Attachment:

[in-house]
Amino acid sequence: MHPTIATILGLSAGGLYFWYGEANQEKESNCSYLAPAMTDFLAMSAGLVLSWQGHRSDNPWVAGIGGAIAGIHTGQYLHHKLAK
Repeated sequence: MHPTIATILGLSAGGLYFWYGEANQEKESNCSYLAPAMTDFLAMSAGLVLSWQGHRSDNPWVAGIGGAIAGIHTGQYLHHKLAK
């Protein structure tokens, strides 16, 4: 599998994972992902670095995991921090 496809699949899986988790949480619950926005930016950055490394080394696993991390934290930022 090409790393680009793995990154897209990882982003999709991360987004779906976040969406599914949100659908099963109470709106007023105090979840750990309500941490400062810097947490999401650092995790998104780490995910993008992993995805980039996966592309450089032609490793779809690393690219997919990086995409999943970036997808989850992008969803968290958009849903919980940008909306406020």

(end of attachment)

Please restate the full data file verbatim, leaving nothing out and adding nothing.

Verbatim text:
[in-house]
Amino acid sequence: MHPTIATILGLSAGGLYFWYGEANQEKESNCSYLAPAMTDFLAMSAGLVLSWQGHRSDNPWVAGIGGAIAGIHTGQYLHHKLAK
Repeated sequence: MHPTIATILGLSAGGLYFWYGEANQEKESNCSYLAPAMTDFLAMSAGLVLSWQGHRSDNPWVAGIGGAIAGIHTGQYLHHKLAK
């Protein structure tokens, strides 16, 4: 599998994972992902670095995991921090 496809699949899986988790949480619950926005930016950055490394080394696993991390934290930022 090409790393680009793995990154897209990882982003999709991360987004779906976040969406599914949100659908099963109470709106007023105090979840750990309500941490400062810097947490999401650092995790998104780490995910993008992993995805980039996966592309450089032609490793779809690393690219997919990086995409999943970036997808989850992008969803968290958009849903919980940008909306406020």